It is the position of the plaintiffs that the power given by the above statute to the Commission to subpoena the "testimony of witnesses and the production of * * * documents relating *1347 to any matter under investigation" is limited by the preceding clauses which give the Commission the power to "inquire into and report on the management of the business of persons controlling, controlled by, or under common control with such carriers * * *." The position taken by the plaintiffs is too narrow. This statute simply provides that the Interstate Commerce Commission has the right to inquire into the management of the business of common carriers and of persons controlling, controlled by, or under a common control with such carriers. It does not have the right to inquire into the management of the business of persons not falling within that category. But in this instance, the Commission is not inquiring into the management of the plaintiffs' business. It is inquiring into the business of the named railroads. The statute specifically gives the Commission the right to require by subpoena the attendance and testimony of witnesses and the production of documents relating to any matter under investigation. Thus, what the statute really does is to permit the Interstate Commerce Commission to investigate, by obtaining testimony and other evidence which is germane to their investigation. The testimony and the documents sought need not necessarily even be admissible as evidence any more than is any other discoverable material under the Federal Rules of Civil Procedure. It need only to relate to the matter under investigation. This does not mean that the Interstate Commerce Commission has the unlimited authority to delve into the business affairs of a person or company not under investigation. Its authority is limited by the wording of the statute itself. That limitation is simply that the Commission may require, by subpoena, the testimony and the production of documents in relation only to things relating to the matter under investigation. If the things sought by the subpoena do not relate to the plaintiffs' business with the railroads under investigation, then the Commission does not have the right to obtain them. But it does have the right to obtain evidence from anyone whomsoever of things relating to the matter properly under its investigation. See Interstate Commerce Commission v. Baird, 194 U.S. 25, 24 S. Ct. 563, 48 L. Ed. 860 (1904); Interstate Commerce Commission v. Brimson, 154 U.S. 447, 14 S. Ct. 1125, 38 L. Ed. 1047 (1894).

Since it is the opinion of this Court that the Interstate Commerce Commission did in fact have the authority to issue subpoenas to both of these plaintiffs, the only question remaining is whether or not the subpoenas issued are broader than necessary and whether or not the subpoenas could require plaintiff to bring the documents involved to the place of taking the deposition. The statute pursuant to which the subpoena was issued, 49 U.S.C. § 12(1), permits the Commission to subpoena books, papers, tariffs, contracts, agreements, and documents relating to any matter under investigation. Thus, the only question before the Court is whether or not the subpoena duces tecum in question requires the production of documents, etc. "relating to any matter under investigation." The subpoena involved is broken down into 17 sections. Section 1, while seeking such things as "work requests, invoices and bills receivable journals and ledgers, contracts and agreements, correspondence, memoranda, underlying work papers, and other documents," nevertheless limits these things to things pertaining to "general contracting, construction and engineering services to the Kansas City Southern Railway Company and to the Louisiana and Arkansas Railway Company and to all subsidiaries of either railroad company." Then, the items requested in Sections 2, 3, 4, 5, 7, and 9 specifically limit the items therein requested to those connected with "Item 1 above." Thus, all of the information sought in these various sections of the subpoena specifically relate to alleged activities between the plaintiff Servitron, Inc., and No. 8 while not specifically mentioning Item 1 therein, nevertheless does, by its terms, refer *1348 to the preceding item and consequently does limit the items sought therein to those relating to contracts with and work performed for the railroads under investigation. Therefore the Court finds that the Commission does have the right to enforce the subpoenas insofar as the first nine items are concerned. However, a reading of Items 10 through 17 reflect that no limitation is placed upon the items therein sought such as would relate those items directly to the plaintiffs' activities or business dealings with the railroads under investigation. These eight items, No. 10 through 17, are overly broad and would seem, on their face, to require the production of documents that might not necessarily have any direct relation to the "matter under investigation" by the Commission. This does not mean to say that some of the items contained in these eight sections of the subpoena may not be subject to subpoena if properly described and if the proper relationship is shown between the documents sought and the matter under investigation by the Commission. But until they are so limited, they should not be enforced.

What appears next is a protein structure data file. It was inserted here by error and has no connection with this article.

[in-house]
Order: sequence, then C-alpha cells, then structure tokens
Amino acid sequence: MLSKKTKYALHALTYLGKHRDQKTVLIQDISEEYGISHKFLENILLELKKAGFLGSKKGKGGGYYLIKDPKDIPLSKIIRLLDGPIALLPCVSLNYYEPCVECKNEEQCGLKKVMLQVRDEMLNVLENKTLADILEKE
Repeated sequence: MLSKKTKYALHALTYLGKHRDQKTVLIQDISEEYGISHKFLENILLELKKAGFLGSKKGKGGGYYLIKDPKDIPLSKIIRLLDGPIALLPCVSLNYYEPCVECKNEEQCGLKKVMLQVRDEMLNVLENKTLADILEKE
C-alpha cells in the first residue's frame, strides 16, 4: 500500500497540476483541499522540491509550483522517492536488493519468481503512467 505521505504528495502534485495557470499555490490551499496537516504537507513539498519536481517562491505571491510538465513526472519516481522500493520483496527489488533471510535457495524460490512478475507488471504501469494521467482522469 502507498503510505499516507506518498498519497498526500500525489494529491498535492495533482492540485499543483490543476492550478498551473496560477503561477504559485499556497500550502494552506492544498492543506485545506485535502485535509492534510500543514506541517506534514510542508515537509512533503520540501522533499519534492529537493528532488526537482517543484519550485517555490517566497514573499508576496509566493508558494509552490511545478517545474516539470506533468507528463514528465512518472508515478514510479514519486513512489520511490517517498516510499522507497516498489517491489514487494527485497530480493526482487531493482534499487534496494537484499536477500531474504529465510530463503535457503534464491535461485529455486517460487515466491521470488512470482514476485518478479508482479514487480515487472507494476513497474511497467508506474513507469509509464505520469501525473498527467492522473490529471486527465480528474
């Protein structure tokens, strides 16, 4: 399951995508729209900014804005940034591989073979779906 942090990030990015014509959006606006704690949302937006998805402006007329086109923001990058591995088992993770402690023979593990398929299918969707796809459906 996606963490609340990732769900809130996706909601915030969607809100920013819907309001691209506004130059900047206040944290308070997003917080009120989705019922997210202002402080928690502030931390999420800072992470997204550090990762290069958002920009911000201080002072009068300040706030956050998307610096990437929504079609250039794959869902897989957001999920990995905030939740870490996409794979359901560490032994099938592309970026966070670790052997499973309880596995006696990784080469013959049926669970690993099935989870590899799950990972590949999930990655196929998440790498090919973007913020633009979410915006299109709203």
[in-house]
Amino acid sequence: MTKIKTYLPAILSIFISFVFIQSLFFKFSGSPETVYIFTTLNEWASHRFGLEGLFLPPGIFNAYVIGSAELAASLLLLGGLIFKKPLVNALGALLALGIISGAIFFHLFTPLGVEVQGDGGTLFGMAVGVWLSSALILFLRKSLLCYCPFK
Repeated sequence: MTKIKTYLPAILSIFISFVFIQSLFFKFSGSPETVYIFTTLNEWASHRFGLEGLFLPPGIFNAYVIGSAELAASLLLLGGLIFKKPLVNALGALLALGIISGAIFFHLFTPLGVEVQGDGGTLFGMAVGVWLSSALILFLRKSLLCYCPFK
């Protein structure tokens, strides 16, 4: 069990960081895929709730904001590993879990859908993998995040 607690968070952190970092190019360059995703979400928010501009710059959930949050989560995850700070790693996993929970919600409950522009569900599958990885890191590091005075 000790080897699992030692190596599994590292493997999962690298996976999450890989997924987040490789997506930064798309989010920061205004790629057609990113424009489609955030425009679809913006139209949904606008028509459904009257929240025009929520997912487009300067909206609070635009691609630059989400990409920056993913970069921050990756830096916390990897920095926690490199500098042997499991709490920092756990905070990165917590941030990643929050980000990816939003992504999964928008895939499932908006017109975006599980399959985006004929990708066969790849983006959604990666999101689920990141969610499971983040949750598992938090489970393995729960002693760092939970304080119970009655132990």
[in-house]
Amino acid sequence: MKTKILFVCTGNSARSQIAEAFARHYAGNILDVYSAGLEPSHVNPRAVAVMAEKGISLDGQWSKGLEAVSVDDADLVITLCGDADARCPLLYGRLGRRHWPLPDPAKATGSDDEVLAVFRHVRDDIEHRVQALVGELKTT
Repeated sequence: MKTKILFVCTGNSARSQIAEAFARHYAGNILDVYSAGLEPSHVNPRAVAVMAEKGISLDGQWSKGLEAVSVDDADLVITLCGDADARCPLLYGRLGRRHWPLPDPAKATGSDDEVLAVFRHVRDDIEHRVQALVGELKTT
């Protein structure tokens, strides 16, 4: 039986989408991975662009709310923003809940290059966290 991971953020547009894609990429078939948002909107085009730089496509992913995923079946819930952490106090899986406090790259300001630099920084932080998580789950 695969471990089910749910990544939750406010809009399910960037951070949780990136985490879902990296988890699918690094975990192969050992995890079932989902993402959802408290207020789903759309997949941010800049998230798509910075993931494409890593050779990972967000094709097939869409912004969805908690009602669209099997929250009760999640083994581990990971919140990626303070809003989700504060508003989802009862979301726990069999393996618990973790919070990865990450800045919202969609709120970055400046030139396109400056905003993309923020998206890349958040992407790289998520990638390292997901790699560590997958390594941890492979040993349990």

The only question is whether or not the Commission, by its subpoena, can require the plaintiffs to produce these documents at the place where the deposition of the plaintiff, Alfred E. Smith, is to be taken. The answer to this question would seem to be found by the provisions of 49 U.S.C. § 12(2) which states:

 
"Such attendance of witnesses, and the production of such documentary evidence, may be required from any place in the United States, at any designated place of hearing."

Thus, it is the opinion of this Court, that in view of the defendants' counterclaim which, under 49 U.S.C. § 12(2), gives this Court jurisdiction over this dispute, the question of whether or not the Court has jurisdiction over the plaintiffs' main demand becomes moot. Secondly, it is the opinion of this Court that, pursuant to the provisions of 49 U.S.C. § 12(1), the defendant Commission does have the authority to issue subpoenas and subpoenas duces tecum to the plaintiffs herein even though these plaintiffs are not "in control of, controlled by, or under common control with" the parties under investigation by the Commission. The Court further concludes, for the reasons above stated, that Items No. 1 through 9 of the subpoena in question are valid, enforceable subpoenas, and the defendants motion for summary judgment insofar as those items are concerned will be granted. The Court further finds that Items No. 10 through 17 of the subpoena in question are overly broad and do not show the necessary connection between the documents sought and the matters under investigation by the Commission, and they are therefore, in their present posture, invalid and unenforceable. And lastly, the Court concludes that pursuant to the provisions of 49 U.S.C. § 12(2), the subpoenas may require the plaintiffs to be present and to produce documents at the place where the designated hearing is to be held and therefore, in that respect, the defendant Commission's motion for summary judgment will also be granted.

A final judgment, not inconsistent herewith, will be entered accordingly.